Regarding the bug, I'm not sure why it would do that. I've heard of that method to store quotes and the sto arrow to a string, but I've never heard of it not working. Then again, I think the Equ>String and String>Equ tokens were added right around that time, so its possible that its that specific rom version (1.010) that doesn't like it.


A couple of us screwed around with some other calcs/rom versions and the Equ>String bug appears to be present in all of them, although it does look a lot more broken on 83s for some reason. It looks like TI programmed later OSes to display all invalid tokens as a single question mark.
my physics teacher has a ti-83 on the same ROM version as OP's. I'll post a picture of the self-test screen when we get back from this whole, *hmph*, covid-19 epidemic quarantine
Izder456 wrote:
my physics teacher has a ti-83 on the same ROM version as OP's. I'll post a picture of the self-test screen when we get back from this whole, *hmph*, covid-19 epidemic quarantine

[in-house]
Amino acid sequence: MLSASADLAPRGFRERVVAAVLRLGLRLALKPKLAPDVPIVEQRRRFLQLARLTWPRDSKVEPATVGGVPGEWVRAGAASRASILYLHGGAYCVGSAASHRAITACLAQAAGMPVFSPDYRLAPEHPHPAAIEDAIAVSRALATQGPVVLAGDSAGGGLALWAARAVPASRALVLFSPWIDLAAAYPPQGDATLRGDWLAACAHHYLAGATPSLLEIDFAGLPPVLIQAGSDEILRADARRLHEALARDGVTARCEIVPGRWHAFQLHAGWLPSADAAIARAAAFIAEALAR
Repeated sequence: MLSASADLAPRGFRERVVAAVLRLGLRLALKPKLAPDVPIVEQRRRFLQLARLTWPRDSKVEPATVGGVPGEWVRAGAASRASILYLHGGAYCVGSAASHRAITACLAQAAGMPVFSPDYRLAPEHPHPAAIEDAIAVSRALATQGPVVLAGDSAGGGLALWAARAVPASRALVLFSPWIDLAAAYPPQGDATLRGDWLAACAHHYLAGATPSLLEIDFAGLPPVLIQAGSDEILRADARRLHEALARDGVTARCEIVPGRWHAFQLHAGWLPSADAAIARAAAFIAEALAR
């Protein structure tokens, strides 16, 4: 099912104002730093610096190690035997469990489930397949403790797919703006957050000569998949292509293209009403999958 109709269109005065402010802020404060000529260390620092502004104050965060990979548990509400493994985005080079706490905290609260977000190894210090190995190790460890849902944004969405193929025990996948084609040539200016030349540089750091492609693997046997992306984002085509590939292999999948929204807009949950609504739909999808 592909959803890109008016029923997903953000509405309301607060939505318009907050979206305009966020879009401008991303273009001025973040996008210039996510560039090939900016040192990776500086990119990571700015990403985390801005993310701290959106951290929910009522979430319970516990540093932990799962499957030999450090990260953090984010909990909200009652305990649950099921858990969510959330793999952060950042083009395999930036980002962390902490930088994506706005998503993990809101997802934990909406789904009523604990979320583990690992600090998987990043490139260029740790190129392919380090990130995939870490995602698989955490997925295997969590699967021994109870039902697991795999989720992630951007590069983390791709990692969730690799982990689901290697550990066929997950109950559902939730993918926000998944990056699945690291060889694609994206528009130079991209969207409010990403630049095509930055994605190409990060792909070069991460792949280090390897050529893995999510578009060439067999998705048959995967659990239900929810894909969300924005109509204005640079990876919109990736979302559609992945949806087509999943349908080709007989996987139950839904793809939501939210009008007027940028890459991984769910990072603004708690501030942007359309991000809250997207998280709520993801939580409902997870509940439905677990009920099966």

Do you know where they got it from? I wanna figure out if these particular calculators only ended up in one general area or if they're more widespread. Mine most likely came from a student at Adams State University in Colorado but that sadly doesn't say too much because they could've come from elsewhere.
thehmmmyhmmm wrote:
Do you know where they got it from?


Idk, I just know it's got the slanted screen, like yours; and the same ROM version.

EDIT :
you probably didn't see the TI-SAX message, cus I don't know how to ping such a long username,
But I shot my teacher an email, hoping he'd respond. If he responds I'll attach a photo.
Izder456 wrote:
thehmmmyhmmm wrote:
Do you know where they got it from?


Idk, I just know it's got the slanted screen, like yours; and the same ROM version.

EDIT :
you probably didn't see the TI-SAX message, cus I don't know how to ping such a long username,
But I shot my teacher an email, hoping he'd respond. If he responds I'll attach a photo.


Thanks! If you can, get some pictures of the back too (serial number/date code, if I remember right the letter before the numbers is a factory ID)
thehmmmyhmmm wrote:

Thanks! If you can, get some pictures of the back too (serial number/date code, if I remember right the letter before the numbers is a factory ID)

Yep that's right. It's going to be 'I', since all TI-83s from that era were made by Inventec in Taiwan.